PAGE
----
Families billed for failed attempt to rescue skiers

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The Independent Online

The families of two British snowboarders killed in an avalanche in the French Alps have expressed their anger at being chased by debt collectors over a £20,000 bill for the failed rescue attempt.

Sam Harber, 25, and James Rourke, 26, died while snowboarding off-piste in April last year. Despite the efforts of a French mountain rescue team, involving a helicopter and dog teams, neither man was saved after they were swept away by a 500-metre wide torrent of ice, snow and rock on Grande Motte, in the resort of Tignes.

Rescuers found Mr Rourke's body a day after the accident. But Mr Harber's body was not found until two months later - on what would have been his 26th birthday. Their families have been asked to pay about £10,000 each to cover rescue costs after the men's insurance company CNA refused to pay out.

If the accident had happened in Britain the debt would have died with the victims. But under French law, surviving relatives are liable to pay for the rescue as neither man had enough money left in his estate to meet the bill.

Now the helicopter company involved in the failed rescue attempt has appointed a French debt collection firm to try and get its money back from the parents of the extreme sports fans, who were in France working as ski chalet managers for the holiday firm VIP Snowline at the ski resort of Val d'Isère.

The two friends were experienced snowboarders and had gone off piste during their time off, despite weather reports forecasting a Factor Three risk of an avalanche which means "considerable" on a scale of one to five.

A small-print clause in the men's insurance policiesstated they were not covered for "exposure to danger which is reasonably foreseeable" and as a result, CNA insurance refused to pay the rescue bill.

The families have now been sent bills demanding they each pay £9,000 for the helicopter and £1,200 for the dog teams.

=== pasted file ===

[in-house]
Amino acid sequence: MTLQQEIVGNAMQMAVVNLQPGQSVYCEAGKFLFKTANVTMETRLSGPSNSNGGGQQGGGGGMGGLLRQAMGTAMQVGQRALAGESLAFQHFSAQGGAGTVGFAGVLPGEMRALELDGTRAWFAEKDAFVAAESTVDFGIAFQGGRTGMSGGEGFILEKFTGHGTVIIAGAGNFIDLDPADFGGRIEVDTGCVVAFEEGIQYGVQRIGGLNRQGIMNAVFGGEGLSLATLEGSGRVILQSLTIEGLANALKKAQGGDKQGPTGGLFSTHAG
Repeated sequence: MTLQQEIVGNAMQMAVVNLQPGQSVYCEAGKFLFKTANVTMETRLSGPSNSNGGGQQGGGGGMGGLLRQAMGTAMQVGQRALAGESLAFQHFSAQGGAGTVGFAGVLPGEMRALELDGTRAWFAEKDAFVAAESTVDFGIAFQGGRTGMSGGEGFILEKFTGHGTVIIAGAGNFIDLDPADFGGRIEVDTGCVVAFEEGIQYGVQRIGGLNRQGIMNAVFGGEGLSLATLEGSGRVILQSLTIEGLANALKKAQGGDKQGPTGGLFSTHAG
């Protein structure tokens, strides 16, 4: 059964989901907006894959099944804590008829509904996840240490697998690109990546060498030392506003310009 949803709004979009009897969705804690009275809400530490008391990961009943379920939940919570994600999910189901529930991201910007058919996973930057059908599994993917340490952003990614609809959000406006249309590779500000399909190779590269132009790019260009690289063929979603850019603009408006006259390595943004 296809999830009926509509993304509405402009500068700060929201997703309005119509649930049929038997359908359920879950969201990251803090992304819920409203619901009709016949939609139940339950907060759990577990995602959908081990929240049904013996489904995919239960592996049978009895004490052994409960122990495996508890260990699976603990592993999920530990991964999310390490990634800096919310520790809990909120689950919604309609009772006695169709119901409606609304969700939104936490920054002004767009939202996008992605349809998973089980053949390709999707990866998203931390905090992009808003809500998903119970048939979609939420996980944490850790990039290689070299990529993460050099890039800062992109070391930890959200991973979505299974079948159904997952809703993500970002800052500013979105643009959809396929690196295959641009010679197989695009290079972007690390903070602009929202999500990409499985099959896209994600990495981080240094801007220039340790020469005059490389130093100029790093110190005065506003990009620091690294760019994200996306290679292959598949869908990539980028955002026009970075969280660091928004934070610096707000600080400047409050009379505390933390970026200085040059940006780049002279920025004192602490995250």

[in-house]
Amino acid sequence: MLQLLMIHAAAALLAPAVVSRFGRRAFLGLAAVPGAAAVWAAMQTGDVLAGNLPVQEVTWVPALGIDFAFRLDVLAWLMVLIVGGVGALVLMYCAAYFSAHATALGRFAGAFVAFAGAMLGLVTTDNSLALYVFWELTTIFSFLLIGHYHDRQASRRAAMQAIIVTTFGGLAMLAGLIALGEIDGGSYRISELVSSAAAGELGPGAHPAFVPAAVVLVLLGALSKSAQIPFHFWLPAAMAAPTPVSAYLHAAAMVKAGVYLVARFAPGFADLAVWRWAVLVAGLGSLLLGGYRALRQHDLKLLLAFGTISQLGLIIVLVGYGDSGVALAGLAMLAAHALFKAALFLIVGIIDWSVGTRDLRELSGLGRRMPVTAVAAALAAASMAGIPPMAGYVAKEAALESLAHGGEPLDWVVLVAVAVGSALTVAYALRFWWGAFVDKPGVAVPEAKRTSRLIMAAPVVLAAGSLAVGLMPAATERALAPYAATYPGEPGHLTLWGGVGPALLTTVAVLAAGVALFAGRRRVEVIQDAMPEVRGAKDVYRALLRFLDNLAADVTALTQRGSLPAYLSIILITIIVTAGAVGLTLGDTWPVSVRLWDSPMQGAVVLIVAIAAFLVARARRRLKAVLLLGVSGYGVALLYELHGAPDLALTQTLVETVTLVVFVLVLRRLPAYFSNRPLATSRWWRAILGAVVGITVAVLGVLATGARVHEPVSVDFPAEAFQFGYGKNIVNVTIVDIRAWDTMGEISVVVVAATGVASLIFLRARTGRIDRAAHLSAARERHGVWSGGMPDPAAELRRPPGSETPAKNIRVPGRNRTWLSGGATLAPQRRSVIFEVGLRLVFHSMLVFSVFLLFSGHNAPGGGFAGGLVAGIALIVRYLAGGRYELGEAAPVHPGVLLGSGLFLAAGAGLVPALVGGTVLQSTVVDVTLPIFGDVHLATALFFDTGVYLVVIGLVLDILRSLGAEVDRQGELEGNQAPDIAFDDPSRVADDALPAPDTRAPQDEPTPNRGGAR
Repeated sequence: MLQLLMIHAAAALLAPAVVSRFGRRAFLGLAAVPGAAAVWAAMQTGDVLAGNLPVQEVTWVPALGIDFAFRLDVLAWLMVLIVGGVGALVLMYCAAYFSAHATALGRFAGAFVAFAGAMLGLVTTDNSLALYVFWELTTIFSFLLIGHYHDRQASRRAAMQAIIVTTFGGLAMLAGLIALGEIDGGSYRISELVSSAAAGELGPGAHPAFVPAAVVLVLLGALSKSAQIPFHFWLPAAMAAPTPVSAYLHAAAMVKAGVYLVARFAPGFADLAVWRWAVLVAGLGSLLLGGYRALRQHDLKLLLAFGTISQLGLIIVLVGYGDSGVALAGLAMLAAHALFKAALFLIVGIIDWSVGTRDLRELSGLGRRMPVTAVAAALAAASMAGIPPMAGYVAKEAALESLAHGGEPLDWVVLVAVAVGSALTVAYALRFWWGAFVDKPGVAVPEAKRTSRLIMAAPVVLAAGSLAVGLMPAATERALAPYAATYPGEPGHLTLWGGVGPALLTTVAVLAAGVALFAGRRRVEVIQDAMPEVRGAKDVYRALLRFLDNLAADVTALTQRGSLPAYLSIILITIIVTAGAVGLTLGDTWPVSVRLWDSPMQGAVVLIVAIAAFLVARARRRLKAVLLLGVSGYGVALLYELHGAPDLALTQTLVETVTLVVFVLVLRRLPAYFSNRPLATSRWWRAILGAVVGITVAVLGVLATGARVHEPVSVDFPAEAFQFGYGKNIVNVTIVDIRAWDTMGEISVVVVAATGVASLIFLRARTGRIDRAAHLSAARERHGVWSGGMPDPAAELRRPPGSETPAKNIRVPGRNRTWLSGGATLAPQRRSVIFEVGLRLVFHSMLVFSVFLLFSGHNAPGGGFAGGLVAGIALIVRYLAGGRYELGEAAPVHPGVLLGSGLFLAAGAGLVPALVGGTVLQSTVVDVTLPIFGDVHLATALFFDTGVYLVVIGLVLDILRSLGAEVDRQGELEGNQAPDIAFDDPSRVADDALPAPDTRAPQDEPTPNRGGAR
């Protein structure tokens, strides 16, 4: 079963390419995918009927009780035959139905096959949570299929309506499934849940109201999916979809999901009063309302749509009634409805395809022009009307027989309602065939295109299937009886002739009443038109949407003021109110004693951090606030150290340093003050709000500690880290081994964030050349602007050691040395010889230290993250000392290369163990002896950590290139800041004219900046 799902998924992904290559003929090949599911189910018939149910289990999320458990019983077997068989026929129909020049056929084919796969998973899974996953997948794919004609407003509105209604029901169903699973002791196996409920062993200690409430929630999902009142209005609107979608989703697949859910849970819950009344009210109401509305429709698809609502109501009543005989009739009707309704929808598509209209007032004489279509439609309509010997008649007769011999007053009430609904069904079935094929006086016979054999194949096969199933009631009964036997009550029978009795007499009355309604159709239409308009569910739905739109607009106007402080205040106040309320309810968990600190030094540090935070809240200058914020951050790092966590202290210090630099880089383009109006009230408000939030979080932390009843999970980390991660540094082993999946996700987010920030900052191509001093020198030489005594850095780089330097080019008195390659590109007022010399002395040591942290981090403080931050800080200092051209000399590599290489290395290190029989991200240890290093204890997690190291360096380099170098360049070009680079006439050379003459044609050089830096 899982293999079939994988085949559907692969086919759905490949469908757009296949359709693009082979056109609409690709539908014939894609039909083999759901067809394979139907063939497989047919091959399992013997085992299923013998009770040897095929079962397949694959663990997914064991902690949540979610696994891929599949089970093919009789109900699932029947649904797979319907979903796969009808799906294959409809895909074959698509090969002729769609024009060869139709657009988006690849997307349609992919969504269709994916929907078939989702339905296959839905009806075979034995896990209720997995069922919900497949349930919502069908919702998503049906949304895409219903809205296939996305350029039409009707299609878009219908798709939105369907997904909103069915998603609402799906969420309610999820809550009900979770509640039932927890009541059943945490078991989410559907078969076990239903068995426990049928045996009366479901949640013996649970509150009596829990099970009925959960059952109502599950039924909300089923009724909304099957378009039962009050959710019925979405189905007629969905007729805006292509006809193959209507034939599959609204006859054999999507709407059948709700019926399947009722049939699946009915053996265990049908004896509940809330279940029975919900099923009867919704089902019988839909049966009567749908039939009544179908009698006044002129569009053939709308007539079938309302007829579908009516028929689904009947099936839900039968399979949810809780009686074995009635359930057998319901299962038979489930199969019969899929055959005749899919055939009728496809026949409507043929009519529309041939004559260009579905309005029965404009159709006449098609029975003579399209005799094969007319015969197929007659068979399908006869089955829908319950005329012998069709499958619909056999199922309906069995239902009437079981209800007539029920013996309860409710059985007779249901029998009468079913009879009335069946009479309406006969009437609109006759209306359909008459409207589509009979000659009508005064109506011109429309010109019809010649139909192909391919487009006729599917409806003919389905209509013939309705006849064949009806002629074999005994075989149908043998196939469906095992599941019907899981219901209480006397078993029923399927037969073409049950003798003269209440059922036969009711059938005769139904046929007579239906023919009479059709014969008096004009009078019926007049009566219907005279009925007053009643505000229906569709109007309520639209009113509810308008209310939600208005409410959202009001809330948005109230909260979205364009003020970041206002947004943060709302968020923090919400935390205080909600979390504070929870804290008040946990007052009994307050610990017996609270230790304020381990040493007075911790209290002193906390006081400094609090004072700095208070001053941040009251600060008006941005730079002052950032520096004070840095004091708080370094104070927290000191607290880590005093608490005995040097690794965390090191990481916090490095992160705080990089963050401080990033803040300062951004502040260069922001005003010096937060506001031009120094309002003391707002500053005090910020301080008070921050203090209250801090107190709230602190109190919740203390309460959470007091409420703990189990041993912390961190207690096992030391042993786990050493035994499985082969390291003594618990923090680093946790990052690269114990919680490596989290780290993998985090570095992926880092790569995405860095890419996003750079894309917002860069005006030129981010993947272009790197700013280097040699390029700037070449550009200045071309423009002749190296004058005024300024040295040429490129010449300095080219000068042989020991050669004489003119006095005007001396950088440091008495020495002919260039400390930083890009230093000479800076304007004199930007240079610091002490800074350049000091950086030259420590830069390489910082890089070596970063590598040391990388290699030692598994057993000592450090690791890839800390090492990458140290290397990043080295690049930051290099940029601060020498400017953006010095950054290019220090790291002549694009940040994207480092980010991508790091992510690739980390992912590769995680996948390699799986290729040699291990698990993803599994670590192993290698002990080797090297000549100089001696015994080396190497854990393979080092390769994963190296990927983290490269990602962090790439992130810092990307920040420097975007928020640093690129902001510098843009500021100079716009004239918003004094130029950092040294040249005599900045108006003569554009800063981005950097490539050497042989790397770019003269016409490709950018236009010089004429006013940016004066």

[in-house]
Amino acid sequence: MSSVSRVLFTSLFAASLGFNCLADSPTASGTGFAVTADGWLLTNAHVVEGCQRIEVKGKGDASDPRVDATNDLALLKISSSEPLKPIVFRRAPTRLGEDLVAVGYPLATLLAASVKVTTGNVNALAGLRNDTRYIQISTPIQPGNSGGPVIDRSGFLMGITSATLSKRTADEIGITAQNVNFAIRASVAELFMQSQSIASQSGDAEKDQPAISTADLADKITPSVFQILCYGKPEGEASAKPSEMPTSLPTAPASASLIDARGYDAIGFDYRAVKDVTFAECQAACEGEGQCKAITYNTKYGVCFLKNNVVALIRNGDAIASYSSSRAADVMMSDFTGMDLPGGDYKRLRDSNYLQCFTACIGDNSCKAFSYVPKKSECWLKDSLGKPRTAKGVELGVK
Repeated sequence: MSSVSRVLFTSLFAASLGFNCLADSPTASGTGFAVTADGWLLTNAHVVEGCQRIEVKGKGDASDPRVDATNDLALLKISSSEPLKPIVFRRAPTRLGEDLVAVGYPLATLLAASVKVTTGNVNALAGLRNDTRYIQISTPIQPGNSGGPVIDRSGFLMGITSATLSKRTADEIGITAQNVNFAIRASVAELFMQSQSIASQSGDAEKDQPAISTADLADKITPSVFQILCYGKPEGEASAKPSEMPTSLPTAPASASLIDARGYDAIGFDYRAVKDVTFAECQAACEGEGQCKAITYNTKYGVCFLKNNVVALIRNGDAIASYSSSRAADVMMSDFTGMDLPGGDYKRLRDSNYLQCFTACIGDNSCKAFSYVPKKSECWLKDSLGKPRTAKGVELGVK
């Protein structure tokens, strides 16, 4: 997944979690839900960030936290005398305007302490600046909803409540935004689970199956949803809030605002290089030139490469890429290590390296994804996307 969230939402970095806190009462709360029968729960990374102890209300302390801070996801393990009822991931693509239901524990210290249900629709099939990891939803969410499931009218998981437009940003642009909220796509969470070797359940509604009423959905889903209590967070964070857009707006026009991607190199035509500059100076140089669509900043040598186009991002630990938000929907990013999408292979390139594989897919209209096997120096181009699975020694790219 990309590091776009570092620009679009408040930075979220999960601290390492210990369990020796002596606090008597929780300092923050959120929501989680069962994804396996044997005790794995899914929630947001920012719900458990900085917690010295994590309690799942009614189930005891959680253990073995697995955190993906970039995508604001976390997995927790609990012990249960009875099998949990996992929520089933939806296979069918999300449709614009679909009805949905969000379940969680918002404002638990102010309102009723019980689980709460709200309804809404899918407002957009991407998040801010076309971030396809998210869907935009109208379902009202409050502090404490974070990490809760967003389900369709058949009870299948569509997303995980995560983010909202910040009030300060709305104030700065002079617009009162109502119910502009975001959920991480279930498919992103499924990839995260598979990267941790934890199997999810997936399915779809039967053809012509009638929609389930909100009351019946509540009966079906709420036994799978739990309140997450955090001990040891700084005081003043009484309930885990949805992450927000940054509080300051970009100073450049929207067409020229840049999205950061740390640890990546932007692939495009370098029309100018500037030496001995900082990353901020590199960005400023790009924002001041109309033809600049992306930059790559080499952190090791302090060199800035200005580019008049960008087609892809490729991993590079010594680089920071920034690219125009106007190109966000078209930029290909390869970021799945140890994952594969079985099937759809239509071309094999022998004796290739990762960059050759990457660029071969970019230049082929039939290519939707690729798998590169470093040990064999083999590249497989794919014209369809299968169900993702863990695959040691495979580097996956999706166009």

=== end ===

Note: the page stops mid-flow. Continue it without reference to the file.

"It's so difficult to move on when you still have this situation hanging over you," said Barry Harber, who said his son had no chance of survival after the avalanche broke just 100 metres above where he and his friend were snowboarding.

Mr Harber, 59, a marketing consultant from Lawshall, near Bury St Edmunds, Suffolk, said that although off-piste skiing was included in his son's insurance, CNA refused to pay for the rescue attempts because it was claimed the two men ignored danger signs. "We now have to fight to not pay this money and we are so angry it has come to this. The rescue teams did such a good job and deserve to get paid but there is this massive grey area when it comes to this kind of insurance. We have been through enough without having to pay this money out as well."

Mr Harber said he wanted to warn other people they may not be covered by their insurance on holiday. "There must be hundreds of kids going out there thinking they've got cover off piste," he said.

Mr Rourke's father, Peter Rourke, 52, of Littlehampton, West Sussex, cannot pay the bill because he is a full-time carer for his wheelchair-bound wife Anne, 50. The families of both men have pledged to fight on, despite failing in two attempts to take their case to the Financial Ombudsman Service.